People with ds and/or other individuals with delays/development issues routinely need more sensory input before they respond. We take for granted that it “just happens” and no one had to teach us how. But for these individuals, their muscles need training, and that is a part of what Oral Motor Therapy does. The focus is on gaining the skills needed to perform feeding and speaking tasks that typically developing individuals do not need; to build “muscle memory” into them so they can have both the strength and stamina of the supporting structures, i.e., the jaw, lips, and tongue, in order to be able to speak all day, and to eat effectively, without fatigue.
Traditional Speech therapy, on the other hand, is not as focused on assisting the development of the supporting structures, as on the production of the outcome of these structures, i.e., getting the sounds out and/or resolving the feeding issues. I’m not saying that there aren’t Speech therapists that use methods to try and assist in the outcome, they learn about the supporting structures, and many have employed methods they have learned by trial and error, or through experience over the years. What I mean is that Traditional Speech therapy does not focus on the training of the supporting structures.
Here are two ways I can try and illustrate the point: football players have strength, and they train for endurance. Somewhere along the line, someone figured out that their movements and performance on the field could be improved by incorporating training that engaged them in fluidity. And, so the idea of ballet came to someone’s mind, and thus began a whole new level of football finesse.
My second example to illustrate the difference is for the ladies out there, a personal example of my own. When I was young, I took piano lessons for ten years. For the first eight years, I had three different teachers. I would sit at the lessons, side by side with the teacher, or watch her. She would inevitably play for me exactly what she wanted me to work on for the next lesson. Then, she’d send me home with the assignments in the book. My fourth, and final teacher played for me maybe, two times, before she realized I was playing by ear, and couldn’t read the music. I learned more and improved more in those last two years by her forcing me to learn to read the music than the entire eight years prior, combined.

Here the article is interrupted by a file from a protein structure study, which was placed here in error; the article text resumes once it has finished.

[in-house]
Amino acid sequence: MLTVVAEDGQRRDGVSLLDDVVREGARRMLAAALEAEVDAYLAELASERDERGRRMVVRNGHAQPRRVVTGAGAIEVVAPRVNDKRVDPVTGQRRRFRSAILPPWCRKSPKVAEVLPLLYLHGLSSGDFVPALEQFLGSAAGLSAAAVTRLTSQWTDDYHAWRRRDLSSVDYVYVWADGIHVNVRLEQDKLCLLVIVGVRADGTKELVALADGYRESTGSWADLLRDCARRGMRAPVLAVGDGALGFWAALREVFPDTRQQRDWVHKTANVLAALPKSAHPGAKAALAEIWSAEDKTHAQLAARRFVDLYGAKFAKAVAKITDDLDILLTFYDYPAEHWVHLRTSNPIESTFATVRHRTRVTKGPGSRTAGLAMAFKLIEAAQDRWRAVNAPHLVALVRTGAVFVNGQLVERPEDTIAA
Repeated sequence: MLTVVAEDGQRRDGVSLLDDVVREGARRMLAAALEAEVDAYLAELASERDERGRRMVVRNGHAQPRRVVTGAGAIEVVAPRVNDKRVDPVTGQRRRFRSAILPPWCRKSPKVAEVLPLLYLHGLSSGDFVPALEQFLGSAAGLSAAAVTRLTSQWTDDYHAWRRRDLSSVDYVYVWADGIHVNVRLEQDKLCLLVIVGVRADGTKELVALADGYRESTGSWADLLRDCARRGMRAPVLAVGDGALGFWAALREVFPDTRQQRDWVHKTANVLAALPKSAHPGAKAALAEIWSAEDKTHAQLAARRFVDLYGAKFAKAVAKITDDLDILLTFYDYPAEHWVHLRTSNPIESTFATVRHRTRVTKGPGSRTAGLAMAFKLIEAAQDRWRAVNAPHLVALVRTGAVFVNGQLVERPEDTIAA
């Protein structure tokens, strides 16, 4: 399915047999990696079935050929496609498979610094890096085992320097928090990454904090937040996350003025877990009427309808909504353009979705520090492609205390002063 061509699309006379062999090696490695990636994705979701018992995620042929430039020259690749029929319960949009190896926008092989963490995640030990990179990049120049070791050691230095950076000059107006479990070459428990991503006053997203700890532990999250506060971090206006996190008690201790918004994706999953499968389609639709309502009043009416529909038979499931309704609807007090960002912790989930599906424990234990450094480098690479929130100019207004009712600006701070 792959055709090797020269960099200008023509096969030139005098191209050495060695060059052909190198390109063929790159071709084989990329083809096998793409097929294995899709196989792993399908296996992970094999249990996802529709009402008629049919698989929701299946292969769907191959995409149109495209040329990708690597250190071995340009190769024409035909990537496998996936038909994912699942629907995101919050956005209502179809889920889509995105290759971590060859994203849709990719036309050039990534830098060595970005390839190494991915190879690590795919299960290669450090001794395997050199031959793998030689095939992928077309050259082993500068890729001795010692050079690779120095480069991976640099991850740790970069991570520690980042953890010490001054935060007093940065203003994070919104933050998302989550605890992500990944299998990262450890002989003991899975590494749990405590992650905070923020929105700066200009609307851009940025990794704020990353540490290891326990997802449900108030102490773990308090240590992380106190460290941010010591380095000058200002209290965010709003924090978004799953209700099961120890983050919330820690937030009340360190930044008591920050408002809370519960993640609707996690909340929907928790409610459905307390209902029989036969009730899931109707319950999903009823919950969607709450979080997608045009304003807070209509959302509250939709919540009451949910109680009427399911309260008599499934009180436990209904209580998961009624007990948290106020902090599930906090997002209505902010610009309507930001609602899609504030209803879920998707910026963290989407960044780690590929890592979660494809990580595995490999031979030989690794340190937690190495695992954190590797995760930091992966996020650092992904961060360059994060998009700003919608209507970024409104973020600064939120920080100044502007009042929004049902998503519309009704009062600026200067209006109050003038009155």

The desired outcome is the same. The focus and methodology is different, even if there is some cross-over.
It was so very enlightening to hear this information about Oral Motor Therapy . The therapist who was the presenter that day said something magical to me (to us, really, but I knew God meant it for me), she said, as I recall it, “There is no [physical] reason an individual with Down syndrome cannot have the same clarity of speech as you or I.”
Those were the words I’d been waiting to hear Boo’s entire life! I am so excited about the prospect of giving him the tools (FINALLY!), to have the best speech he can have. I’m not going to deceive you, this comes with a price, if you don’t have the insurance to cover it, but the folks there have the ability to help you figure out how to make it something your insurance will cover, if they can.
I’m eagerly awaiting the opportunity to get a hold of the resources I need so I can get started. My little Boo is six years old now, and jabbers so very, very much. I know he knows what he’s saying. I can tell it’s clear as a bell in his head. It’s just that not everything is discernible, and it all runs together, and only bits and pieces are clear. But, now I get it. Now I understand the things that were missing and why, and know what I need to do to help him. This is one method. There may be others — Oral Motor Therapy is the only one I’ve heard of so far that has a step-by-step, organized, methodical, measurable plan focused on reaching the desired outcome.
That, folks — that right there — it’s awesome!